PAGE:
[Breaking news update, published at 2 p.m. ET]
Chicago's mayor and the city's police superintendent reacted angrily Tuesday to news that charges against actor Jussie Smollett were dropped, with both of them still calling Smollett's claim that he was attacked a "hoax."
Chicago Mayor Rahm Emanuel called the decision by the prosecutor a "whitewash of justice."
"From top to bottom, this is not on the level," the mayor said.
"You have a person using hate crime laws that are on the books" to promote himself, Emanuel said. "Is there no decency in this man?"
Chicago Police Superintendent Eddie Johnson said: "If you want to say you're innocent of the situation, you take your day in court. ... I would never hide behind a brokered deal in secrecy, period."
[Original story, published at 1:39 p.m. ET]
All charges against actor Jussie Smollett -- who had been accused of staging a hate crime against himself in Chicago and filing a false police report about it -- have been dropped, prosecutors and his attorneys said Tuesday.
The move is a dramatic reversal in a case in which police alleged just last month that the 36-year-old "Empire" actor hired two acquaintances to attack him along a Chicago street in late January to promote his career.
The Cook County State's Attorney's Office didn't immediately explain why the 16 counts of felony disorderly conduct were dropped, except to say it came after reviewing the case's facts, and in view of Smollett's agreement to forfeit his $10,000 bond. Parts of the case will be sealed, one of Smollett's attorneys said.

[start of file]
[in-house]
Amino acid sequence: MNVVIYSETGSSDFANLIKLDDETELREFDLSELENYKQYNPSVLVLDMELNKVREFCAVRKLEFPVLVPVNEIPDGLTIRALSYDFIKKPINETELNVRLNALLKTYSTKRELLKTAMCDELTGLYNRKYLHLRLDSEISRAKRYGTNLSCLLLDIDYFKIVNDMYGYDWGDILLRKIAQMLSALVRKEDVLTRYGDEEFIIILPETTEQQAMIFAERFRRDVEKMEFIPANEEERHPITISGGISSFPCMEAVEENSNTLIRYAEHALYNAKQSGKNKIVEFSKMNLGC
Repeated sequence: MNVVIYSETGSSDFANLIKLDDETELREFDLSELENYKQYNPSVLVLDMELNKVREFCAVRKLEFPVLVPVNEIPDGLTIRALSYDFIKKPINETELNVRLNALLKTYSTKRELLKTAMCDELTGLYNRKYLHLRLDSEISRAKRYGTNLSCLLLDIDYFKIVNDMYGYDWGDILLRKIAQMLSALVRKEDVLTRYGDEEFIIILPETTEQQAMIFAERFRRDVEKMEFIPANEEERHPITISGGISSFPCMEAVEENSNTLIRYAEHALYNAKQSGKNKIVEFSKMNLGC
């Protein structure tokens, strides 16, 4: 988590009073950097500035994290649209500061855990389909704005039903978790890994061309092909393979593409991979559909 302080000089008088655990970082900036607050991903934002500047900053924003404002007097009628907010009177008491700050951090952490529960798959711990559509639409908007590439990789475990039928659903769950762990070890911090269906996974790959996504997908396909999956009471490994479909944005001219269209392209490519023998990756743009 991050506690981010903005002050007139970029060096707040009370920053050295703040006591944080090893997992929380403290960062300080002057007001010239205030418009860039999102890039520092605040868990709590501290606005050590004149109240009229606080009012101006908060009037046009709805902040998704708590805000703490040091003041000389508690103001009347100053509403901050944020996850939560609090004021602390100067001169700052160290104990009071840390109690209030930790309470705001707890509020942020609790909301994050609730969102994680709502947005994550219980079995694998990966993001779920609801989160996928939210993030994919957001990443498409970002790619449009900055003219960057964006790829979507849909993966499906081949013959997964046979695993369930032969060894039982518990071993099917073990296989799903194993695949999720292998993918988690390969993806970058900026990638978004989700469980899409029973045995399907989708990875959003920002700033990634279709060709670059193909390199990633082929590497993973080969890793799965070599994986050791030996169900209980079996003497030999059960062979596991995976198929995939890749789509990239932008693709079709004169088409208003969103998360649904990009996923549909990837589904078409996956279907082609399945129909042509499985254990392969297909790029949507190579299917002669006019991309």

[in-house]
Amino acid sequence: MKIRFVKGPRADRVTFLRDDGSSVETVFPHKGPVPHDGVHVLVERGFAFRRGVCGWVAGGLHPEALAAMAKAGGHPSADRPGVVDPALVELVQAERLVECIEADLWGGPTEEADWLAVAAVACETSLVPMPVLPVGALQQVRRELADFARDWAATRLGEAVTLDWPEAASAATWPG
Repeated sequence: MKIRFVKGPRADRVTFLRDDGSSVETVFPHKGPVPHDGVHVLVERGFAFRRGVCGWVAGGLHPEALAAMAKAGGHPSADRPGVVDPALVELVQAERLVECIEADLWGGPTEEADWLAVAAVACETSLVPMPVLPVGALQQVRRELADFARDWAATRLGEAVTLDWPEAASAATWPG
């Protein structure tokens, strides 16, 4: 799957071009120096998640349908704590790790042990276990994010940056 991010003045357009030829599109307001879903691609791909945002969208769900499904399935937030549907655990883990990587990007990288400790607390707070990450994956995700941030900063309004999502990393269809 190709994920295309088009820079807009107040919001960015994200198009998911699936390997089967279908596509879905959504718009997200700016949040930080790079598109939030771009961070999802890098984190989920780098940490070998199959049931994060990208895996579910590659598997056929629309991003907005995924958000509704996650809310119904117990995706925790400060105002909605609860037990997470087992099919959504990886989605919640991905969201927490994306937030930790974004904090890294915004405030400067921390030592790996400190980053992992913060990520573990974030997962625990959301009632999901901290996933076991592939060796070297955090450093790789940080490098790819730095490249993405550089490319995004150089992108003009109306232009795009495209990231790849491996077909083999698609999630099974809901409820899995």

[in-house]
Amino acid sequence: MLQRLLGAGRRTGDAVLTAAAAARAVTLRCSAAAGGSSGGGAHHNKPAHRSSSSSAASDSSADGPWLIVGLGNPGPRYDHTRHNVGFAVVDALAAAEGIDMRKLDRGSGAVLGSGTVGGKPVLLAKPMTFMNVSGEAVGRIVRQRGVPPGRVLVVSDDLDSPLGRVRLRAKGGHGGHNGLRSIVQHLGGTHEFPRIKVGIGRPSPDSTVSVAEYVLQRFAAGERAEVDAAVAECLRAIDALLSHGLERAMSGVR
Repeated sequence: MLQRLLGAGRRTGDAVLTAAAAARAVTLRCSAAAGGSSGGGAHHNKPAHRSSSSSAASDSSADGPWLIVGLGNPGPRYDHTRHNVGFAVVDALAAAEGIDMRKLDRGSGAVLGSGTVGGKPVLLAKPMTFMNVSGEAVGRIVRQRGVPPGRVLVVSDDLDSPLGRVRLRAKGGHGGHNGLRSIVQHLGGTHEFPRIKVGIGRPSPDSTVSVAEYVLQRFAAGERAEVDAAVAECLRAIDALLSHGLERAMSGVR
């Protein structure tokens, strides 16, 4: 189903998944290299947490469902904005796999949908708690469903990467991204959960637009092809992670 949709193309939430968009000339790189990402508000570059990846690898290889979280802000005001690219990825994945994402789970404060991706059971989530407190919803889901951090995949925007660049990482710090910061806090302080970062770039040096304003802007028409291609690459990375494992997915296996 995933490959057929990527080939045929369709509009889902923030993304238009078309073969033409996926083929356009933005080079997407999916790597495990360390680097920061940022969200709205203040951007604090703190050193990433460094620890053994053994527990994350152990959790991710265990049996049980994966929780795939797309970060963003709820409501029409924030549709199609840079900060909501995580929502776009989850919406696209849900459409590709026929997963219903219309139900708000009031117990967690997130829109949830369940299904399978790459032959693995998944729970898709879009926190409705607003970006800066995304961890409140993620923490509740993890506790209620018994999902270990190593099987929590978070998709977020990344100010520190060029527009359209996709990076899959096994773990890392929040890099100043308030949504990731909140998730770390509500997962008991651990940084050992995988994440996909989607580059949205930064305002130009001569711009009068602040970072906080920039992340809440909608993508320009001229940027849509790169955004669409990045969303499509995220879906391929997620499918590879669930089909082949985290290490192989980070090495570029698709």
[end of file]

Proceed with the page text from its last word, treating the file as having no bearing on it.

"After reviewing all of the facts and circumstances of the case, including Mr. Smollett's volunteer service in the community and agreement to forfeit his bond to the City of Chicago, we believe this outcome is a just disposition and appropriate resolution to this case," the state's attorney's office said in a statement.
Smollett's attorneys maintain that the actor was indeed attacked in Chicago on January 29, and that misinformation led to a rush to judgment against him.
After a brief appearance in a Chicago courtroom where the charges were dropped, Smollett told reporters Tuesday morning he was thankful to everyone who stood by him, and that he wouldn't have put his family "through a fire like this" for a lie.
"I have been truthful and consistent on every single level since Day One," Smollett said in a short statement before leaving the court building. "I would not be my mother's son if I was capable of one drop of what I've been accused of."
Smollett called himself a "man of faith" and said he wanted to move on with his life, adding that he "will always continue to fight for the justice, equality and betterment of marginalized people everywhere."
"I want to thank my family, my friends, the incredible people of Chicago and all over the country and the world who have prayed for me, who have supported me."
Smollett, who was indicted by a grand jury earlier this month on 16 felony counts of disorderly conduct, had pleaded not guilty to the charges and denied any involvement in orchestrating an attack.